ALS Advocacy

ALS Advocacy
Lou Gehrig's Disease - Motor Neuron Disease - Amyotrophic Lateral Sclerosis
Thought it had been cured by now? Still no known cause. Still no cure. Still quickly fatal. Still outrageous.

Wednesday, July 31, 2013

Dear People Invited To The CDC ATSDR ALS Registry Surveillance Annual Meeting Today

If the veil of secrecy is required, please explain that requirement to us.

If the veil of secrecy is desired, please explain that to us, too.

Such secrecy is not healthy for good project governance and is clearly not in HHS's spirit of patient-centricity.

Thank you.

Monday, July 29, 2013

Howdy, Partners

We think that the supporters of the CDC's ATSDR National Registry and our major ALS organizations deserve some candid and clear information about who has been paid to do what from the government funds that we fought hard to have approved.

From ALSA's 2012 Annual Report, the most recent on its website, under the heading of "Fighting for the Interests of the ALS Community," there was mention of a "partnership" with the CDC to help raise awareness of the National ALS Registry.  There was absolutely no mention of any kind of contractual or vendor relationship or compensation related to the $6 million which we taxpayer/advocates requested of all taxpayers for the Registry.


 
 
Then we stumbled across this cool million (quite by accident) a few weeks ago at usaspending.gov.



 
 
And what in the world is this about?


 

We understand that the ALS Registry powers that be are meeting in Atlanta this week.  We hope that they'll shine some sunshine on their proceedings and processes and "partnerships."

Wednesday, July 24, 2013

We Should Have A Large, Angry Crowd By Now

Around 10 million people have died from ALS/MND since Lou Gehrig's diagnosis in 1939.

That's like the entire population of Belgium or Sweden.

That's an outrageous loss of life.

Who can lead the many more loved ones of these 10 million people into a cohesive movement?  The base grows, yet the engaged base doesn't.

Porquoi? Varfor?

Saturday, July 6, 2013

We Have Three Very SImple Questions Regarding The CDC's ATSDR National ALS Registry

What percentage of the total patients in the Registry have been identified...

Q1: Both by your passive data mining and by self-enrollment?

Q2: By passive data mining only and not by self-enrollment?

Q3: By self-enrollment only and not by passive data mining?

How else are we to know the effectiveness of the self-enrollment efforts?  Whoops, I guess that's a fourth question (but only if we can't get answers to Q1, Q2, and Q3).

And if we can't get the answers because of some OMB policy, then yet another question is whether the OMB gag order is OMB's alone or whether there was an agreement presented to OMB by the CDC which prevented this disclosure.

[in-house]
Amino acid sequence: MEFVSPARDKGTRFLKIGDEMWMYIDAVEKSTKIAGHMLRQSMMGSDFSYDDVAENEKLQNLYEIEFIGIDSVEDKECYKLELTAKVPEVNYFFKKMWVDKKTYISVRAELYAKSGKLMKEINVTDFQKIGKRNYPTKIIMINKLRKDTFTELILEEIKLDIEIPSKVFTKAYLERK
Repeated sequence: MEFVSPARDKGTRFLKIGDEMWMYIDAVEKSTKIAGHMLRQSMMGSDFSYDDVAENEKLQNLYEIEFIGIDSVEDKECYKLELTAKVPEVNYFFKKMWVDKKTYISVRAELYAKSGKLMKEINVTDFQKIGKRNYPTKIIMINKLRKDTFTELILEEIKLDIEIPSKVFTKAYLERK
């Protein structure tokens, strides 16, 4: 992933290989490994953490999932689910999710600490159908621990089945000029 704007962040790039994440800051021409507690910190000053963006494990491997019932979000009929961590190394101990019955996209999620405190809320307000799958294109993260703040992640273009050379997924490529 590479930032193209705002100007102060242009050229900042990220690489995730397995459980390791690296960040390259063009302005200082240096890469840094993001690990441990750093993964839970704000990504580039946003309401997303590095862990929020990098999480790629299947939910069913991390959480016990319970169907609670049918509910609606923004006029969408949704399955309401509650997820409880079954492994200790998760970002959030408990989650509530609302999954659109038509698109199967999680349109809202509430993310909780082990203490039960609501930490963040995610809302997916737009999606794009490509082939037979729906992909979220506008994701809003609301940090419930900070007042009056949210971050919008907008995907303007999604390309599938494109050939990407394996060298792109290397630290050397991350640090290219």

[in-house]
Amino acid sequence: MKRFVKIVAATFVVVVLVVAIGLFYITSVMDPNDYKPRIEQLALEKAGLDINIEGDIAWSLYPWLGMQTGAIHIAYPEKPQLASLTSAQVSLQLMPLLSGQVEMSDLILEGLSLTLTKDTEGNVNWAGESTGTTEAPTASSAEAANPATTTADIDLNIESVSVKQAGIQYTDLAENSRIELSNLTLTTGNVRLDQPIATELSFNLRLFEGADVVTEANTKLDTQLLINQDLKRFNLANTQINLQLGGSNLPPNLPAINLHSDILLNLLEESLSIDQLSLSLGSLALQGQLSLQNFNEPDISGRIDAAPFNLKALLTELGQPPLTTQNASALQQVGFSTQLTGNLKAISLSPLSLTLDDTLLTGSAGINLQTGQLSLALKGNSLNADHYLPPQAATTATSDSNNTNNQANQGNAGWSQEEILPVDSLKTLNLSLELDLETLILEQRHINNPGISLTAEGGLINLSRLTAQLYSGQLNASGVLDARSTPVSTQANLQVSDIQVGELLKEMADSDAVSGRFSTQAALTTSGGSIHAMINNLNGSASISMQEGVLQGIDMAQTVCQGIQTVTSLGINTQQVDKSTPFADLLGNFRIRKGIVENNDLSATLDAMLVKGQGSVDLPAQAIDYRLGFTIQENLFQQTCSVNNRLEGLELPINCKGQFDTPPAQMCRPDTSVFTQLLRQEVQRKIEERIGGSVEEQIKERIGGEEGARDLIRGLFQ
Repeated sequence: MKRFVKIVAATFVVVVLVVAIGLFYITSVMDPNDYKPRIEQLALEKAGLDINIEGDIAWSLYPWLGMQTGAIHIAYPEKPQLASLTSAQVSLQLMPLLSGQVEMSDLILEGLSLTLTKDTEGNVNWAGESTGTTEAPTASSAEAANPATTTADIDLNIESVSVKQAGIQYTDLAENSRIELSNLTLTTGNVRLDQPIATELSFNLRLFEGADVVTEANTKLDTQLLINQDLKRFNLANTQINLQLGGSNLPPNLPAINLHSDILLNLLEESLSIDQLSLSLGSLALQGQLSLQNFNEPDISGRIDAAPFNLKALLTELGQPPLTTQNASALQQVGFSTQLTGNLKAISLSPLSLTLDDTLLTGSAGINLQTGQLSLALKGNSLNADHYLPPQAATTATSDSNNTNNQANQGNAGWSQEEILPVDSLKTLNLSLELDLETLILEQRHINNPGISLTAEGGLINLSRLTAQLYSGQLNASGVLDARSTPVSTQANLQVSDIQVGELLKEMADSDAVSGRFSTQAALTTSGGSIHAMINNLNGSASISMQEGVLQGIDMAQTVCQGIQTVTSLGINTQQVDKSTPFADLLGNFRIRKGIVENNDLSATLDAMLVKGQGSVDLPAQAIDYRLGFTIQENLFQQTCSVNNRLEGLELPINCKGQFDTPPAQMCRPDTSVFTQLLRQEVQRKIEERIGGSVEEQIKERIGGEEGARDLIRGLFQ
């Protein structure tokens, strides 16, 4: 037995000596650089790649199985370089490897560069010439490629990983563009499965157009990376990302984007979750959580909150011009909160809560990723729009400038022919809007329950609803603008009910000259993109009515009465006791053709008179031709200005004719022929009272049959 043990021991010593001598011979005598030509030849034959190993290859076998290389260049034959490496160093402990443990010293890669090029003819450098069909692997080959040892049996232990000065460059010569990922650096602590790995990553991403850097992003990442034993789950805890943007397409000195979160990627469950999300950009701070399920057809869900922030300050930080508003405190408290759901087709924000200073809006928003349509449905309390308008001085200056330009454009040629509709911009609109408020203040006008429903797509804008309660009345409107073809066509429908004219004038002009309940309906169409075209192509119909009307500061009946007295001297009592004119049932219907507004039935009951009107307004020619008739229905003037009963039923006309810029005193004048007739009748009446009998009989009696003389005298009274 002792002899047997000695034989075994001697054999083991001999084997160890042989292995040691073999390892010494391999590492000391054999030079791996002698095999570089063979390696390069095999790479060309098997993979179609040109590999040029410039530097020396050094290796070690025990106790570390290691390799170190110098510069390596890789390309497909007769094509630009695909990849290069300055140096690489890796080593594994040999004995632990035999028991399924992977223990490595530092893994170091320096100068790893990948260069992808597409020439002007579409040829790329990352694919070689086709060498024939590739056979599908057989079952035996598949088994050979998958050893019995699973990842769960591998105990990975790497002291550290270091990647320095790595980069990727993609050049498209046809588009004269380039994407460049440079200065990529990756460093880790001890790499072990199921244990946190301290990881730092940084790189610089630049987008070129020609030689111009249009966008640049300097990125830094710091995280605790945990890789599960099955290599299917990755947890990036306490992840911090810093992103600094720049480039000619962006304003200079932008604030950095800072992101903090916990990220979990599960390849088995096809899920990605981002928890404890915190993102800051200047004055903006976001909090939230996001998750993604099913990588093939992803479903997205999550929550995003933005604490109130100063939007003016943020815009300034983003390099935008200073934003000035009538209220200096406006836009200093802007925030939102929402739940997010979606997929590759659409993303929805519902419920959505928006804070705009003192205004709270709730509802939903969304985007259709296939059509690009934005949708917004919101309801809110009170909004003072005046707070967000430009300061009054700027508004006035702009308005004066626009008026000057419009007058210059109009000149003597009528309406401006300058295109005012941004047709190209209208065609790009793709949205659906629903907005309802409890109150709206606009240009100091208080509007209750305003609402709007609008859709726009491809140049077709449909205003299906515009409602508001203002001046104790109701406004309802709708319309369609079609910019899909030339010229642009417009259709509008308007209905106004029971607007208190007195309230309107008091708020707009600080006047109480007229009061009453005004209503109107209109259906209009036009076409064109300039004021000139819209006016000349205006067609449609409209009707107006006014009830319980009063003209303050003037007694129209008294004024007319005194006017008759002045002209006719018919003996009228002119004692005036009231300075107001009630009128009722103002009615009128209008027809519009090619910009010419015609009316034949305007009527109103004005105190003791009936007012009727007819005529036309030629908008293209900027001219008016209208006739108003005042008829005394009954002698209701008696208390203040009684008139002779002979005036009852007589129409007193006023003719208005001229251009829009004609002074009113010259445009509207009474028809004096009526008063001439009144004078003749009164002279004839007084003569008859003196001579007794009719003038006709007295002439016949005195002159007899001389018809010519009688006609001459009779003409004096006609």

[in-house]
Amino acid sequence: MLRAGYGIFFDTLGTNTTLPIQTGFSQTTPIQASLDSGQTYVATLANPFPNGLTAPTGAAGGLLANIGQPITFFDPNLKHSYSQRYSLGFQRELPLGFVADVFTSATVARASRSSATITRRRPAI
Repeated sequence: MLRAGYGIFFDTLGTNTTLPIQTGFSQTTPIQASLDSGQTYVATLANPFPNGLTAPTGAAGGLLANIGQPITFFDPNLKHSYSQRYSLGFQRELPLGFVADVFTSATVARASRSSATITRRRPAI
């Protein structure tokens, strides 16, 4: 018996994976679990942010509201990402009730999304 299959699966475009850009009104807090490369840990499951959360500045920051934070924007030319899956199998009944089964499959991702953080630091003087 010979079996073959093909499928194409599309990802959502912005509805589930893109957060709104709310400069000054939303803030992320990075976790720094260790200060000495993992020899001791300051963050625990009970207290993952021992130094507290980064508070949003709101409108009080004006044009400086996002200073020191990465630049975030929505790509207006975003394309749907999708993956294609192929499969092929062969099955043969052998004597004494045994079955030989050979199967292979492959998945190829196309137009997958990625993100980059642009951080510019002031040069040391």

Yes, it turned out to be five questions, but there are only three if we get the simple (and important) responses to Q1, Q2, and Q3.


Thursday, July 4, 2013

The Greatest Day Ever For ALS Awareness Was July 4, 2009

http://en.wikipedia.org/wiki/Michael_Goldsmith

Through the work of one wise and driven man with ALS, every major network and every major publication carried an ALS feature.

This website gets a pretty steady amount of traffic.  On that July 4 weekend four years ago the traffic was astronomical.  It came from thousands of people searching for words related to ALS.  Never before, never since has there been anything like it.

"4 ALS" wasn't about fundraising.  It wasn't about an organization.  It was about ALS awareness and it worked.

Michael Goldsmith, we miss you.

Monday, July 1, 2013

If You Could Propose One Idea To Improve Healthcare Delivery...


@phrma asked us on twitter, " If you could propose one idea to help improve health care delivery in the United States, what would it be? - See more at: http://www.phrma.org/phrmapedia/conversations/improve-us-health#sthash.KrzGflZr.dpuf "

If anyone knows where the rough spots are in healthcare delivery, its a person with ALS or a caregiver.
 
This idea is simple. It's incredibly simple. It's low-tech.  Its need reflects a healthcare delivery system that still doesn't get patient-centricity though.

Dear people in the entire healthcare delivery process, I, the patient or caregiver, am a valuable resource for fixing a few things that aren't hard to fix.  Please listen to me.  Really listen.

After waiting for an appointment under the racket of a waiting-room television, I mentioned to the receptionist that it would be nice if there were a quiet area for patients who choose to read or work.  Even my car dealer does that these days so that I can be productive while I wait.  Did that suggestion make it to a staff meeting or a process-improvement team at the doctor's office?  Probably not.  I think a lot of those patient comments are ignored by the front-line folks because the patient can always mention them on the customer satisfaction survey.  Besides, is the receptionist expected to be a waiting-room change-agent?

When I said to the physician, "Gee, the walls are thin in these exam rooms," that was a big clue that I heard things that were none of my business.  What happened to that comment?  Probably nothing.  Yet we spend gazillions on HIPAA forms.

When I as a caregiver mentioned to the doctor that it took me two trips to the BMV to get the handicapped hang tag and if the doctor's office simply kept those forms, it would only have taken one, did anything happen to save the next caregiver a trip?

Healthcare delivery stakeholders, your patients are a gold mine.  Are front-line healthcare deliverers motivated to be part of solutions?  Between it's-not-my-job syndrome and leaving the voice of the customer to the customer satisfaction surveys, we miss the gold mine.  Are patients who make observations and suggestions valued or are they wasting your valuable time?  It's up to you, healthcare delivery.